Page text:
It’s hard for me to even call what I’m about to show you a mistake, because it is absolutely glorious. While at the incredible Galpin Car Show yesterday, I ran upstairs to the Aston Martin dealership and hung out with Autopian cofounder Beau in the VIP section, where there was a harpist playing songs from Sting and Michael Jackson. There were drinks, there was good breakfast and lunch, there was delicious crème brulée (I won’t lie, I had to look up how to spell that; I’m more of a cobbler man), and there were watermelons. Engraved watermelons. Maybe you see where this is going.
This being a premium car show at a premium sports car dealership, naturally you’d expect the cars engraved into watermelons to be premium vehicles, and they were! (mostly). Of the three watermelons perched as decorations on the dessert table in the VIP area, two sat down below on either side of the tallest watermelon, which was clearly the “featured” melon meant to get all the attention. The lower melon on the left showed the front of the latest-generation Ford GT — a vehicle that had an MSRP of about $500,000, but which tends to sell for over a million these days:
The watermelon on the right featured the rear of a 2005-2006 Ford GT, a vehicle that had a sticker price of about $150,000 back when it launched — a damn bargain, and frankly, something that my 14 year-old self should have (somehow) purchased en-masse and stored in a warehouse, as this generation of Ford GT tends to sell for about a half a million dollars these days:
Two expensive, highly collectable supercars — totally appropriate for the VIP room of an Aston Martin dealership during a great car show. But what was the crown jewel of the three watermelons on that dessert table? What was the one in the middle, sitting up high for everyone to admire? Was it a rare Aston Martin? Was it a beautiful Jaguar or Lotus, since the Aston Martin building is shared by the two brands? Was it perhaps an iconic Land Rover, since that brand is also in the same building?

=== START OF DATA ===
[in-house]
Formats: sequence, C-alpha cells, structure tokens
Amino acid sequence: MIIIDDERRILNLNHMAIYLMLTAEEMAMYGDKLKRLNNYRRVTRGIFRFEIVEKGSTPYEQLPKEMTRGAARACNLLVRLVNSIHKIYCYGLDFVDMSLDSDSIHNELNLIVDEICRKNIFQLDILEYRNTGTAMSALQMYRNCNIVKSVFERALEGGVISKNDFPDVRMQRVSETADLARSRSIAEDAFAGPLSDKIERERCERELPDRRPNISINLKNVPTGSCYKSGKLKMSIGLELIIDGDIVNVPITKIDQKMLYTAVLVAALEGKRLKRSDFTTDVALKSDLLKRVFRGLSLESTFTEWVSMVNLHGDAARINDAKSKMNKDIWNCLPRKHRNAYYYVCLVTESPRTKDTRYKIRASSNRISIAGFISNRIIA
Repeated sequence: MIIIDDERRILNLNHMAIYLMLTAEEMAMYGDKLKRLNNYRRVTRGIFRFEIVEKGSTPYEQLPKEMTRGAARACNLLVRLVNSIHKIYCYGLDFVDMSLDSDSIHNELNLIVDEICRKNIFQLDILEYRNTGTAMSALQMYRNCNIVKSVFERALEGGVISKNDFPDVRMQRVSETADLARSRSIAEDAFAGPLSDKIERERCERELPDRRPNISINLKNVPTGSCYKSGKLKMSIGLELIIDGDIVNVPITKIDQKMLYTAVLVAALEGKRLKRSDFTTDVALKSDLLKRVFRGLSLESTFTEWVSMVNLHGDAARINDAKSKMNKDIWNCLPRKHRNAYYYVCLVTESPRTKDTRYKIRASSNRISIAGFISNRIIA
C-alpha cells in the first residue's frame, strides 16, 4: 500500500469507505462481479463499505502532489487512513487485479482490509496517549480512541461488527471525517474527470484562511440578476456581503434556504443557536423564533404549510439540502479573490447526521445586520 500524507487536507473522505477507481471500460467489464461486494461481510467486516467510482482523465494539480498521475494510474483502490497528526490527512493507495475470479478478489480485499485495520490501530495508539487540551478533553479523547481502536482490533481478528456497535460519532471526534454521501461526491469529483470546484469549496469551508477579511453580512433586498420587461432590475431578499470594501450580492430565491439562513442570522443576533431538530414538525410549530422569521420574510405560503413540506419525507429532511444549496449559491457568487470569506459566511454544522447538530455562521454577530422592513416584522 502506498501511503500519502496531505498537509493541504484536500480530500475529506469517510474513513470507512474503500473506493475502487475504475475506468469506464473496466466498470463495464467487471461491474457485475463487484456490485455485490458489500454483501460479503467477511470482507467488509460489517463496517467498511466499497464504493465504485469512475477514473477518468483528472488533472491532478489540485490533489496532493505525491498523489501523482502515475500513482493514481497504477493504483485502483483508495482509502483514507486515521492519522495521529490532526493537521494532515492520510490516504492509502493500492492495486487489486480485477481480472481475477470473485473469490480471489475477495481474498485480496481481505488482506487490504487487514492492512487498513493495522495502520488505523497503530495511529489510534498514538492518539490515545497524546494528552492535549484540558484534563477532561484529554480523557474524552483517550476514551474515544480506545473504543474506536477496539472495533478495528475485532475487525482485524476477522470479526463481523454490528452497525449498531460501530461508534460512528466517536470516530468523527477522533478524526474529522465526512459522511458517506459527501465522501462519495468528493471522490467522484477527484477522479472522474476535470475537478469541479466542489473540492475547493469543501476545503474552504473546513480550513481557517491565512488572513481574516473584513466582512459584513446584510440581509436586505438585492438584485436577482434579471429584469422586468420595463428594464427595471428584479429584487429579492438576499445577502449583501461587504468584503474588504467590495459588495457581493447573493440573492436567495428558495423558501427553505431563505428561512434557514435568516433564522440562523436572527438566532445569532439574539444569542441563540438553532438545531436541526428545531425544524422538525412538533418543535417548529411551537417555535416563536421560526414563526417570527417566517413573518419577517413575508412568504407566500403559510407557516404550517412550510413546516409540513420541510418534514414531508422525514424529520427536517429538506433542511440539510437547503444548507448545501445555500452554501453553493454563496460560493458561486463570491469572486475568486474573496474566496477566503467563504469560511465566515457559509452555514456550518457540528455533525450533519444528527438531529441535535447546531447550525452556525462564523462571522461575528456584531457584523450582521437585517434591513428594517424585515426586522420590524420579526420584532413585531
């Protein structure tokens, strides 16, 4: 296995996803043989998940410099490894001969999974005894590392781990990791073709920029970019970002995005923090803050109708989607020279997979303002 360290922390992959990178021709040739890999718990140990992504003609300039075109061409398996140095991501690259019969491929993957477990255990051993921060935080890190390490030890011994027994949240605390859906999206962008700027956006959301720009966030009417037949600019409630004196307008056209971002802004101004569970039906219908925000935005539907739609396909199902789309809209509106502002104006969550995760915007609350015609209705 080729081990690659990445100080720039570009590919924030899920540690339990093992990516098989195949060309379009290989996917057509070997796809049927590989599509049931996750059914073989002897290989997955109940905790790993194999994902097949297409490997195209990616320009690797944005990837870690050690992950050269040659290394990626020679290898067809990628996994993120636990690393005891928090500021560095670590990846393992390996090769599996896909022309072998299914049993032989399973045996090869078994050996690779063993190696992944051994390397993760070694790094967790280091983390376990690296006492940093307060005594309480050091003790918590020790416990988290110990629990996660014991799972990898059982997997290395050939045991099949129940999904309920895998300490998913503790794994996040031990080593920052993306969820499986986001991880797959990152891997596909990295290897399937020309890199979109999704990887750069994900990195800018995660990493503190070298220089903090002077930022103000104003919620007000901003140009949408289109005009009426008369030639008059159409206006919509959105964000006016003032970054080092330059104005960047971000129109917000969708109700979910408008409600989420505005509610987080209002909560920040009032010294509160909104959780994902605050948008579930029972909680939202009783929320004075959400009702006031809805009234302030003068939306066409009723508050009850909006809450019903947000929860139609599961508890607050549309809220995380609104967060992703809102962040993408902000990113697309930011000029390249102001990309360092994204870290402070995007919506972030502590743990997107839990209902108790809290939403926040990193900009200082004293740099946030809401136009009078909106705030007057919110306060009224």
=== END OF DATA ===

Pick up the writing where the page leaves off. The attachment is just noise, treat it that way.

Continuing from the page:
The crown-jewel watermelon in the Galpin Car Show’s VIP lounge in the Aston Martin dealership was…
A Lada Niva.
Why the hell is the centerpiece of the car show’s VIP room a sub-$25,000 Russian off-road economy car? This is the equivalent of engraving a Subaru Crosstrek into a watermelon and presenting it proudly above two Ford GTs, except it’s even worse, because the Lada Niva — which is somehow still in production — is a 40+ year-old design!
I get the impression that the vehicle was meant to be a Land Rover Defender, since, as I mentioned before, the Aston Martin showroom shares a building with Land Rover, but what’s actually carved into the melon is very clearly a Niva. I mean, just look at those two turn signals above the headlights, with that strong hoodline joining them. No other car looks like that. Then you have the round headlights connected via horizontal grille slots. The front bumper is simple and straight, and the wheel arches are nice and pronounced. Plus, the two doors and small overall profile — this is clearly a Lada Niva.
It’s a hilarious mistake, and one that — as I mentioned in the first sentence — I’m hesitant to even call a mistake, because the Lada Niva is an awesome machine! It’s a tiny 4×4 hatchback with real off-road capability and cockroach-like longevity. The design has stuck around this long because it’s a great overall package — it’s small but spacious, it can go anywhere, and honestly, I think it looks great. It’s an honest little 4×4 — Russia’s Jeep Cherokee XJ.
I see charming little Nivas all the time when I visit my parents in Germany; Nivas, along with Suzuki Jimnys, are the ultimate alpine runabouts, and I think they’re fantastic. Obviously, sentiments towards Russia aren’t exactly high these days, but that’s not the Niva’s fault! You can like a car no matter who developed it, as Jason – our resident VW Beetle fan — can attest.
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So I take it back — this hilarious mistake by the catering company wasn’t a mistake at all, but rather a triumphant statement: Give the Lada Niva the respect it deserves, for it is worthy of that top-watermelon-spot.
I can support that.